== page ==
The world of contraception and birth control can be a confusing one – from condoms and birth control pills to birth control patches and emergency contraception, it is no surprise that so many people remain uninformed of the various options available. In this article, we tackle the question of emergency contraception: how it works, what are some myths and misconceptions, and when you might want to consider using it. Consider this your crash course on emergency contraception!
What exactly is emergency contraception?
Emergency contraception is a form of birth control taken after sexual intercourse to prevent pregnancy from occurring. There are two main forms of emergency contraception: pills, and the copper intrauterine device (IUD). This article will focus on the pill, which is a more accessible and non-invasive form of emergency contraception. You may have heard of the emergency pill from its other common names, such as “the morning-after pill” or “Plan B”.
There are 2 brands of emergency contraception available in Singapore. The first, which contains levonorgestrel, can be taken up to 72 hours after unprotected sex, while the second, which contains ulipristal acetate, can be taken up to 5 days after unprotected sex.
However, it’s important to note that the effectiveness of the pill is time-sensitive. This means that the sooner you take it, the more effective it will be. Levonorgestrel pills are 95% effective if taken within the first 24 hours after sex, but their effectiveness drops to 58% if taken 48 – 72 hours after sex. Ulipristal acetate pills are 85% effective during the 5 days after sex, although the sooner you take it, the better.
Unlike other countries, where emergency contraception can be bought over the counter at drugstores and pharmacies, a doctor’s prescription is required to obtain emergency contraception in Singapore.
But …. How exactly does emergency contraception work?
We get it – the notion of a pill that somehow stops unwanted pregnancies seems almost magical. You might be wondering – how exactly does it work?
The first type of pill uses Levonorgestrel, a synthetic form of the naturally-occurring progesterone. It prevents or delays ovulation – the process during which an egg is released from the ovary. If an egg isn’t released, fertilization cannot occur, and thus, pregnancy cannot happen.
The second type of pill is a ulipristal acetate pill and its mechanism of action is slightly different from Levonorgestrel, it essentially achieves the same outcome: preventing or delaying ovulation. Thus, fertilization cannot occur, and so pregnancy can’t happen.
Both pills’ mechanism of action is to prevent ovulation. Thus, they will not be effective if you are already pregnant. Remember, these pills act as emergency contraception, they are NOT ‘abortion pills’.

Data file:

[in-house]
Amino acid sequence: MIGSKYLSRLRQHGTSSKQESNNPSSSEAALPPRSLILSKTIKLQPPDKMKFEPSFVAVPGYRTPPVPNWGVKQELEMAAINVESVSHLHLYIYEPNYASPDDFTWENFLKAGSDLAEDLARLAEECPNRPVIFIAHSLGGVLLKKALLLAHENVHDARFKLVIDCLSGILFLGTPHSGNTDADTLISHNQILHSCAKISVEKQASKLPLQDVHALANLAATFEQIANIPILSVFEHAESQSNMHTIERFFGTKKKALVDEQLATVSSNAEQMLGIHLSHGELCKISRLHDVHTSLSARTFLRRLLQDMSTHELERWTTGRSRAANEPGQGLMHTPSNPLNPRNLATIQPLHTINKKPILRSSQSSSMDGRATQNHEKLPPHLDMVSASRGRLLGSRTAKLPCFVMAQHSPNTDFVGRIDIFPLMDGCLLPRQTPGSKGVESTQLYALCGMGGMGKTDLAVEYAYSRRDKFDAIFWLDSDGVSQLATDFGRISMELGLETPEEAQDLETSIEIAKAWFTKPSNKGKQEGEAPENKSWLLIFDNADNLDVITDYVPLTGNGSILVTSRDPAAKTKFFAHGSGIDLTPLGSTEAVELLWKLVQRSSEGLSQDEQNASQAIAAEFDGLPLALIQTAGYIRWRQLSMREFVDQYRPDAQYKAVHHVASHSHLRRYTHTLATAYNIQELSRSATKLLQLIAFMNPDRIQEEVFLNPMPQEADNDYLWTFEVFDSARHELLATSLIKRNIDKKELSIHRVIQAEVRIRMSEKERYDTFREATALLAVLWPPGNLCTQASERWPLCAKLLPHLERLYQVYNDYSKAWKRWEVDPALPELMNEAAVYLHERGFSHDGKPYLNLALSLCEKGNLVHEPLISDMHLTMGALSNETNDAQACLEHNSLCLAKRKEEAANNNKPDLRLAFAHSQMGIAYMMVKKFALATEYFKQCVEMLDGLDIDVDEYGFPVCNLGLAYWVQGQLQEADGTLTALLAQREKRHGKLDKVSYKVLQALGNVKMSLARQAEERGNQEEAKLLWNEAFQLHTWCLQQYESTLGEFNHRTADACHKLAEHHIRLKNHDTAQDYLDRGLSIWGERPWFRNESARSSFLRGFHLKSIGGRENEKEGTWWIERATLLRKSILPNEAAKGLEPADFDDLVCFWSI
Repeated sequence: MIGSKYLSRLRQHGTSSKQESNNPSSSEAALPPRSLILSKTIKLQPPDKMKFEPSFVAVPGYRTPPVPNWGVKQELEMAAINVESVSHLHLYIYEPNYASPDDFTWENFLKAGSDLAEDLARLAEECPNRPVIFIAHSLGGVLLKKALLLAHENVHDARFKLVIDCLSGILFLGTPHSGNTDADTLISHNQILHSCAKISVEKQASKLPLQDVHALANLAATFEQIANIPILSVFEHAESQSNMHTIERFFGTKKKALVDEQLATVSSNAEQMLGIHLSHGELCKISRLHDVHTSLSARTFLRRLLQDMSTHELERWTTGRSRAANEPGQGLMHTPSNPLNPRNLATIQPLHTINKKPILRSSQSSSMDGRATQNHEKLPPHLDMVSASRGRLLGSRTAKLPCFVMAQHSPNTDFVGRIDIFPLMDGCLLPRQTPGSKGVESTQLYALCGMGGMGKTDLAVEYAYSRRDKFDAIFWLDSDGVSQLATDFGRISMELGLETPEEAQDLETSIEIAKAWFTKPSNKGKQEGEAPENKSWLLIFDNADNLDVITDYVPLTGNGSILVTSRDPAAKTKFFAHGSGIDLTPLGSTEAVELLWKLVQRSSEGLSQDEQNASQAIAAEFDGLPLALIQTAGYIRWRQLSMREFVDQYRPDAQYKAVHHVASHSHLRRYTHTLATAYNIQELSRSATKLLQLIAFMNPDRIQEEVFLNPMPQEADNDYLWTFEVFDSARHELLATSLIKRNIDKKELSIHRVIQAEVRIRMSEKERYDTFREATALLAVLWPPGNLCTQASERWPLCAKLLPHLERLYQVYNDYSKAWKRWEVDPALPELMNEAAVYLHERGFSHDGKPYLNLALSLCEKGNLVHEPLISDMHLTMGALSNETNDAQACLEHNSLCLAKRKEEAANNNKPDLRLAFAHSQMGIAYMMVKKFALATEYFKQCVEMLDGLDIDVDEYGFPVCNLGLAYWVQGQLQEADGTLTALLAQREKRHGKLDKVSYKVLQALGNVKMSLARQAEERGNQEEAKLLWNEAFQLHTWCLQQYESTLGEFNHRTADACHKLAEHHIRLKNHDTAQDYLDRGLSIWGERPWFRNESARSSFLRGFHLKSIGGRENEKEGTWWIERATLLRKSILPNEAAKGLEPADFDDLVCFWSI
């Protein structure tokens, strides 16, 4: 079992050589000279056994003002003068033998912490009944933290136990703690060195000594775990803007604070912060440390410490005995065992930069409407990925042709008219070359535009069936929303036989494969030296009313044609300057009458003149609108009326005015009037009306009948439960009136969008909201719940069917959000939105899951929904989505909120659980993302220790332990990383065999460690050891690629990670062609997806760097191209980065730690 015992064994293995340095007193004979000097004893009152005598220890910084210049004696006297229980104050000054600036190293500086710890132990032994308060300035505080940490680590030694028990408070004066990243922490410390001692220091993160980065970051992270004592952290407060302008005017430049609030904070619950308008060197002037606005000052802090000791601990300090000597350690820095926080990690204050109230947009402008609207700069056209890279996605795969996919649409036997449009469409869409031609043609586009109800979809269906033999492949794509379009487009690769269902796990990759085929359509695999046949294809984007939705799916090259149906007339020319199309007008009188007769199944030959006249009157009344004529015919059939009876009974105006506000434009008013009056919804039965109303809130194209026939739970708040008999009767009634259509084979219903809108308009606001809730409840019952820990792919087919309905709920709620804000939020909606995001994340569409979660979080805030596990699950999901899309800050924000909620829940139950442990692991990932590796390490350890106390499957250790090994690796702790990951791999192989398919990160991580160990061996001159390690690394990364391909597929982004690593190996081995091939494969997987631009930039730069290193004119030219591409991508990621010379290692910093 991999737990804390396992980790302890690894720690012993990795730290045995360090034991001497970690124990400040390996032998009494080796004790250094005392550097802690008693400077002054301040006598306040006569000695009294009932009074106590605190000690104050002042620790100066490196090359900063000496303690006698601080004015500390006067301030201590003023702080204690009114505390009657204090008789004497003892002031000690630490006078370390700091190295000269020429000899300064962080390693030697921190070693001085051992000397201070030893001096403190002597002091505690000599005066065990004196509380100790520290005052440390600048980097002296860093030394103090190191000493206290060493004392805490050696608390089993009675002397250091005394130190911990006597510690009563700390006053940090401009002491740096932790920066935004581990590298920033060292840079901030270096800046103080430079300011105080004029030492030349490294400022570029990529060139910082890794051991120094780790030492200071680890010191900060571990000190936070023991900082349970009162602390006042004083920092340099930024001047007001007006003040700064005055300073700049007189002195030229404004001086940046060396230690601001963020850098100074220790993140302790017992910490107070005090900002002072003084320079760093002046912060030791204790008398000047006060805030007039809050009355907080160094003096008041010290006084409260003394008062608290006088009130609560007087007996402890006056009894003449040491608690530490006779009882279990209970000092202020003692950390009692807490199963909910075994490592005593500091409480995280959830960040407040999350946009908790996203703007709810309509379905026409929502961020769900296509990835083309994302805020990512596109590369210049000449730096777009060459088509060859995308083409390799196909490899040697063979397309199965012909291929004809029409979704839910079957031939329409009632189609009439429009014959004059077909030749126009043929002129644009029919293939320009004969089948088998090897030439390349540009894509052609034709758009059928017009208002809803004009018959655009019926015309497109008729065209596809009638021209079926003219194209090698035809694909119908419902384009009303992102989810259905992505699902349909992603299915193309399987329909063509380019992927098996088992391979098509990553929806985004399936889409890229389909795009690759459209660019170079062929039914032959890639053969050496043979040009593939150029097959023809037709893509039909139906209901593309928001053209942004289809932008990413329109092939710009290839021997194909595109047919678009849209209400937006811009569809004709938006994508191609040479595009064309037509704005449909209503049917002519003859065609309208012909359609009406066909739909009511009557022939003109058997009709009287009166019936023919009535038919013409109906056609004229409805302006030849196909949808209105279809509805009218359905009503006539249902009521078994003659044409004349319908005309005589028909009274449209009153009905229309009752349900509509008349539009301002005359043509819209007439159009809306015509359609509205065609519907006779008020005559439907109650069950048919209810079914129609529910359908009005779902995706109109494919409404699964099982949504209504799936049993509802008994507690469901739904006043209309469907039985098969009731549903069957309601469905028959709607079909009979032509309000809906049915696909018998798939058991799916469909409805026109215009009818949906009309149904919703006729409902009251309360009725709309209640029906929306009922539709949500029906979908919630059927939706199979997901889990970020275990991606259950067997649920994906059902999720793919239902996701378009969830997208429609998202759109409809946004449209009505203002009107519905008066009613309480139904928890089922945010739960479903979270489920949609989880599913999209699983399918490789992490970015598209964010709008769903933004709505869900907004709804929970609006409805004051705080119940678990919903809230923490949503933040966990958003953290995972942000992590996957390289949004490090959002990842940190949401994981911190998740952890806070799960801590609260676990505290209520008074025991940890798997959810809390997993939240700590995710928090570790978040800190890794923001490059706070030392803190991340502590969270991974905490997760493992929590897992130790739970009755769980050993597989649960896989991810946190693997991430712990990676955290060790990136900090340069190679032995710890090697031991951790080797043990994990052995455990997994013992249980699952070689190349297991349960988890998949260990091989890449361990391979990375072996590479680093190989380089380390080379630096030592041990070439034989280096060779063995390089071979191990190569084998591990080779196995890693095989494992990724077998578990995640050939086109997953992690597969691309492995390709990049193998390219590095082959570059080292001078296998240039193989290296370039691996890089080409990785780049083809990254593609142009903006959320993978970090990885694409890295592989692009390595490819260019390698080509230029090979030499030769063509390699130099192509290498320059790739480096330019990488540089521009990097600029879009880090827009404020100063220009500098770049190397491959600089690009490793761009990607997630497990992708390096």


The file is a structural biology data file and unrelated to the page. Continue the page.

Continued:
Are there side effects of using emergency contraception?
While emergency contraception has not been shown to cause serious complications, there are a few side effects that may occur in the short term. Some of these include:
- Irregular bleeding or spotting after taking emergency contraception which clears up on its own
- Nausea and vomiting
- Abdominal pain
- Cramping 1 to 2 days after taking emergency contraception
However, these side effects are temporary, and should clear up on their own within a few days.
So .., when should I be using emergency contraception?
There are a number of situations where you might consider taking emergency contraception in order to prevent an unwanted pregnancy.
1 – You had unprotected sex.
Having unprotected sex puts you at risk of pregnancy, even if your sexual partner(s) used the withdrawal method.
2 – Your primary form of birth control failed.
For example, the condom broke or slipped off during sex, you missed your birth control pill, or your birth control patch fell off. If your primary form of birth control fails, and you had unprotected sex, you are at risk of pregnancy. Taking emergency contraception acts as a backup form of contraception to prevent pregnancy.
It’s important to note that emergency contraception, as the name suggests, is meant to be used in emergencies, and not as a regular form of birth control. Due to the lack of research on the effects of taking emergency contraception regularly, the health risks are unclear. However, the American College of Obstetricians and Gynecologists has noted that continued use of hormonal emergency contraception results in the exposure to higher total levels of hormones as compared to using regular birth control. Additionally, frequent use of emergency contraception might also result in more adverse side effects, such as irregular bleeding.